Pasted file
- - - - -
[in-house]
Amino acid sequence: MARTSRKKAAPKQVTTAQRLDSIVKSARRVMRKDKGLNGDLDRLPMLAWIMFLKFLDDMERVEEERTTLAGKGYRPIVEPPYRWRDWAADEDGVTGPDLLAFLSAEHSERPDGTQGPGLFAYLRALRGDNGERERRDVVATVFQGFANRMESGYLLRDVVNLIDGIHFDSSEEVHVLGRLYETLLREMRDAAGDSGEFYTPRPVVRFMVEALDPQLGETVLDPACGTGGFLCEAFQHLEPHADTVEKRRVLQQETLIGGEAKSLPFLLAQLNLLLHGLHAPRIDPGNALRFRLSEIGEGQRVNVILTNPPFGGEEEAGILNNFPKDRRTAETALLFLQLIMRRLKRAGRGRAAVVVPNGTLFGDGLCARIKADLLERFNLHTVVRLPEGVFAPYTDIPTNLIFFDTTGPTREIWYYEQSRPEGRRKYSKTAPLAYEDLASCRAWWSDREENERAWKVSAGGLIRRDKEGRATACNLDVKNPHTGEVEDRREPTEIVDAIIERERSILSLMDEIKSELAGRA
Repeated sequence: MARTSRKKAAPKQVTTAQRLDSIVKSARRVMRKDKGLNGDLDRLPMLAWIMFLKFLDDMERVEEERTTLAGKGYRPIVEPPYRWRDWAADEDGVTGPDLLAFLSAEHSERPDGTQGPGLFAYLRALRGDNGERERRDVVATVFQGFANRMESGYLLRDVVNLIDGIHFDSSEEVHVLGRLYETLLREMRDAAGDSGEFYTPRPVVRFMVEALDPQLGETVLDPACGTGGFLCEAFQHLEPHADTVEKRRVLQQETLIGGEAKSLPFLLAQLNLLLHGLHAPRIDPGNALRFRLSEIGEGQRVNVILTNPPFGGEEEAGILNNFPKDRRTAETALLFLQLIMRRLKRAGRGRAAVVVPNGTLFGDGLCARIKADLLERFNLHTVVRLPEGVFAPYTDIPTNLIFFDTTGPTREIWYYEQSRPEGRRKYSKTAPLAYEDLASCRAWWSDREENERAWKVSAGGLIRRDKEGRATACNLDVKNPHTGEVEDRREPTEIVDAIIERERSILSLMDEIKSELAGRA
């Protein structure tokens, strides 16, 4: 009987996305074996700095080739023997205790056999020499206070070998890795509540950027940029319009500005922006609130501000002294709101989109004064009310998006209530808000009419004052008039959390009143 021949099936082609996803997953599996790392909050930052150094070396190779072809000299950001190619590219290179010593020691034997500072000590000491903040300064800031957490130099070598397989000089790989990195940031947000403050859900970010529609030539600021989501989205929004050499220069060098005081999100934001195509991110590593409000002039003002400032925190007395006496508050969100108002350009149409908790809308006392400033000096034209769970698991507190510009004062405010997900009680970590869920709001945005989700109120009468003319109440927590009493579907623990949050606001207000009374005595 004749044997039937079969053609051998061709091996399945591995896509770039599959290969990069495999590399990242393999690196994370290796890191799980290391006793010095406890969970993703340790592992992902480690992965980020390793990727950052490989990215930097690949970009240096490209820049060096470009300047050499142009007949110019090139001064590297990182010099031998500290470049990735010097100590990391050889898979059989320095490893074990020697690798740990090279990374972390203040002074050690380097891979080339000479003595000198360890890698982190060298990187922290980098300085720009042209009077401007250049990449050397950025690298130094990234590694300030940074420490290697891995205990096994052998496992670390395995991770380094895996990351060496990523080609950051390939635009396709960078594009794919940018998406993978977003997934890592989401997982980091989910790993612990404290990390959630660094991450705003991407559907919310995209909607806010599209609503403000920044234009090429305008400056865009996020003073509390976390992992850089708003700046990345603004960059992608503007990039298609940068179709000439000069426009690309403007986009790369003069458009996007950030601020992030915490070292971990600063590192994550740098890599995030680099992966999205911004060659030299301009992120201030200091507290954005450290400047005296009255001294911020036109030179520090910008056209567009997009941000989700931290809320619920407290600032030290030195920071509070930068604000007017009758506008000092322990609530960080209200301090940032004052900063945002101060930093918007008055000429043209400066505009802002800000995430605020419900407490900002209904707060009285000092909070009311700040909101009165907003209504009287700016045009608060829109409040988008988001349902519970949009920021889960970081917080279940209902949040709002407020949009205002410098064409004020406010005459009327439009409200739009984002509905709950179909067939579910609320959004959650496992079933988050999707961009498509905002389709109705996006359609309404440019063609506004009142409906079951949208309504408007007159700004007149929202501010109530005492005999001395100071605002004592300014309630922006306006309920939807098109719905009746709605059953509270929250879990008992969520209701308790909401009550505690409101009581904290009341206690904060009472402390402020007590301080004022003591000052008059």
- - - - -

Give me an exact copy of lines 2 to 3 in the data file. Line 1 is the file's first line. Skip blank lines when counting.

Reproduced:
Amino acid sequence: MARTSRKKAAPKQVTTAQRLDSIVKSARRVMRKDKGLNGDLDRLPMLAWIMFLKFLDDMERVEEERTTLAGKGYRPIVEPPYRWRDWAADEDGVTGPDLLAFLSAEHSERPDGTQGPGLFAYLRALRGDNGERERRDVVATVFQGFANRMESGYLLRDVVNLIDGIHFDSSEEVHVLGRLYETLLREMRDAAGDSGEFYTPRPVVRFMVEALDPQLGETVLDPACGTGGFLCEAFQHLEPHADTVEKRRVLQQETLIGGEAKSLPFLLAQLNLLLHGLHAPRIDPGNALRFRLSEIGEGQRVNVILTNPPFGGEEEAGILNNFPKDRRTAETALLFLQLIMRRLKRAGRGRAAVVVPNGTLFGDGLCARIKADLLERFNLHTVVRLPEGVFAPYTDIPTNLIFFDTTGPTREIWYYEQSRPEGRRKYSKTAPLAYEDLASCRAWWSDREENERAWKVSAGGLIRRDKEGRATACNLDVKNPHTGEVEDRREPTEIVDAIIERERSILSLMDEIKSELAGRA
Repeated sequence: MARTSRKKAAPKQVTTAQRLDSIVKSARRVMRKDKGLNGDLDRLPMLAWIMFLKFLDDMERVEEERTTLAGKGYRPIVEPPYRWRDWAADEDGVTGPDLLAFLSAEHSERPDGTQGPGLFAYLRALRGDNGERERRDVVATVFQGFANRMESGYLLRDVVNLIDGIHFDSSEEVHVLGRLYETLLREMRDAAGDSGEFYTPRPVVRFMVEALDPQLGETVLDPACGTGGFLCEAFQHLEPHADTVEKRRVLQQETLIGGEAKSLPFLLAQLNLLLHGLHAPRIDPGNALRFRLSEIGEGQRVNVILTNPPFGGEEEAGILNNFPKDRRTAETALLFLQLIMRRLKRAGRGRAAVVVPNGTLFGDGLCARIKADLLERFNLHTVVRLPEGVFAPYTDIPTNLIFFDTTGPTREIWYYEQSRPEGRRKYSKTAPLAYEDLASCRAWWSDREENERAWKVSAGGLIRRDKEGRATACNLDVKNPHTGEVEDRREPTEIVDAIIERERSILSLMDEIKSELAGRA